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How to Calculate a Break-Even Analysis for Your Small Business

Posted by Kashoo on August 17, 2016

 

When you start your small business, you most likely forecasted your sales (income) and your expenses with the goal of figuring out when you’d hit break-even and when you’d start to make a profit.

It takes money to make money, but the question is how much money will you need to invest in your business before it is making a profit?

Break-even seems like a pretty straightforward thing to figure out. When sales equal expenses you are at break-even. Right? Not always. Shifting variables make it difficult to determine that number with accuracy.

There is a process called break-even analysis that helps you understand how profits change as revenue fluctuates allowing you to forecast your break-even point in your small business.

Let's examine how to calculate a break-even analysis for your small business in detail.

Break-Even Analysis

Break-even analysis depends on a few key assumptions:

1. Average per-unit price

You have a price that you sell your goods (products) for and this is the per-unit price. If you sell your services then the “unit” is one hour of your time. Remember to take into account any discounts or special offers that might impact your price.

2. Average per-unit expenses (also called “variable expenses”)

These are the expenses that are tied to the production of what you sell. If you sell a product, then you need materials to build that product. If you sell services, then you need more staff to provide the services. 

3. Fixed expenses

These expenses remain constant no matter how much you sell. Your rent is a fixed expense as are things like depreciation and certain types of labour.

Once you have the basic numbers figured out you are ready to move onto the next step, figuring out your contribution margin.

You can define “contribution margin” as a formula:

Contribution Margin per-unit = Average per-unit price - Average per-unit expense

What does that mean? Essentially, after you cover the per-unit expenses, the formula tells you how much you have to put towards your fixed expenses.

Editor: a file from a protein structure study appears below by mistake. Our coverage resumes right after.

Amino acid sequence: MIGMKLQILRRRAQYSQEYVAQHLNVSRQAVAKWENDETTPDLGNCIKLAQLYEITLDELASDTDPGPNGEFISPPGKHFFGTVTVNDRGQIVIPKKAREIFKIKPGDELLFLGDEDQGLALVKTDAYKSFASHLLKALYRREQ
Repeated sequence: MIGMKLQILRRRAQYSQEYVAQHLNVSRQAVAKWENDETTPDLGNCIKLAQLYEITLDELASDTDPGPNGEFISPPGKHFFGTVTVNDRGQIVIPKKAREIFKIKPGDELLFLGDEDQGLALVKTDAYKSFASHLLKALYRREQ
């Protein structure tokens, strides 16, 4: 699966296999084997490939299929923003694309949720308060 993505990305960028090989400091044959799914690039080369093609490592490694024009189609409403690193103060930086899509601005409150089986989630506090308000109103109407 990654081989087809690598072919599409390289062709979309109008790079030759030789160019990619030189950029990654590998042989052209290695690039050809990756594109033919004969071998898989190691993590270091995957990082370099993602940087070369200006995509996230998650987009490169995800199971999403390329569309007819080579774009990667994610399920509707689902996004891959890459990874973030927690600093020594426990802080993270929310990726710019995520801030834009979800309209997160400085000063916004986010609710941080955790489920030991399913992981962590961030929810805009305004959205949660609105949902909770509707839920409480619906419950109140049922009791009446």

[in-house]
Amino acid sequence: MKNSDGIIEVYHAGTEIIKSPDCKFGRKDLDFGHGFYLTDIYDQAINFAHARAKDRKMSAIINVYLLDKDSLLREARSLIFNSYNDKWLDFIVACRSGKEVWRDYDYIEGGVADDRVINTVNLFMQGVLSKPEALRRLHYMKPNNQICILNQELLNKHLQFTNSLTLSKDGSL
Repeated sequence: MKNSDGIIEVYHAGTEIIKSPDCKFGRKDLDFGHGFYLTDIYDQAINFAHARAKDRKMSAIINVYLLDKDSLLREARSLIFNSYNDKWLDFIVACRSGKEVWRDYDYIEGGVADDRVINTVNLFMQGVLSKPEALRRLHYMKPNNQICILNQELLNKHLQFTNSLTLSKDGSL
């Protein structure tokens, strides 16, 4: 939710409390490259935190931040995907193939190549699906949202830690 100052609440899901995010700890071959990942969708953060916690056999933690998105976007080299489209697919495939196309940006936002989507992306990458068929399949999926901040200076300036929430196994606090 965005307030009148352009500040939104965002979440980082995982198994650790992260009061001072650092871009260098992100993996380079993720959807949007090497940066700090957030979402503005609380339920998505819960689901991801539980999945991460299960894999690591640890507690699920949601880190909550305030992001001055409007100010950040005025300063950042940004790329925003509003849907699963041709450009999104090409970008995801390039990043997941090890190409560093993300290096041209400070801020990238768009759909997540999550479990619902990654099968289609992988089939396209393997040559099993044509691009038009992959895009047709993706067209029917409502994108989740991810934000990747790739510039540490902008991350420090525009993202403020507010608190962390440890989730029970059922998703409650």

Here is an imaginary list of per-unit expenses for one product unit:

Materials................................$10

Sales commissions................$7

Waste disposal fees...............$1

Shipping.................................$2

__________________________

Total per-unit expenses    =    $20

 

If you were to sell each unit for $100, here is what your contribution margin equation would look like per unit:

  $100 Revenue

- $ 20 per-unit expenses

______________________

= $ 80 Contribution margin

 

The contribution margin tells you that your per-unit expenses are covered, and you have $80 per unit to contribute to your fixed expenses. This can also be expressed as a ratio. Simply take the contribution margin ÷  per-unit price = contribution ratio (%).

You can look at your break-even in units per-day or revenue per-day. Simply fill in these formulas to find the magic number.

In units:

Fixed expenses per day ÷ contribution margin per unit = break-even point in units per day

In dollars:

Fixed expenses per day ÷ contribution ratio = break-even point in dollars per day

For example, if we know that we have fixed expenses per day of $480 then our break-even would look like this:

In units:

$480 ÷ $80 = 6 units per-day to achieve break even

In dollars:

$480 ÷  0.8 = $600 per-day to achieve break-even

Getting to Profitability

Now you can calculate what you need to sell to keep the lights on, but you probably want to make some profit. Profit allows you to draw a salary, save up for new equipment or hire additional staff. You can use the same calculations as above, but you will need to increase the daily costs to include the amount of profit you want to achieve.

That covers the basics of break-even analysis. Remember, as things change in your business, say, your average per-unit price goes up, average per-unit expenses go down or you have new business goals, you can use these calculations to determine how many units or how many dollars you need to sell per-day to achieve your desired outcome.

Related Reading: What is Small Business Accounting and Why Do I Need It?

Want to learn more? Download "The Top 10 Bookkeeping Habits of Every Great Small Business Owner."

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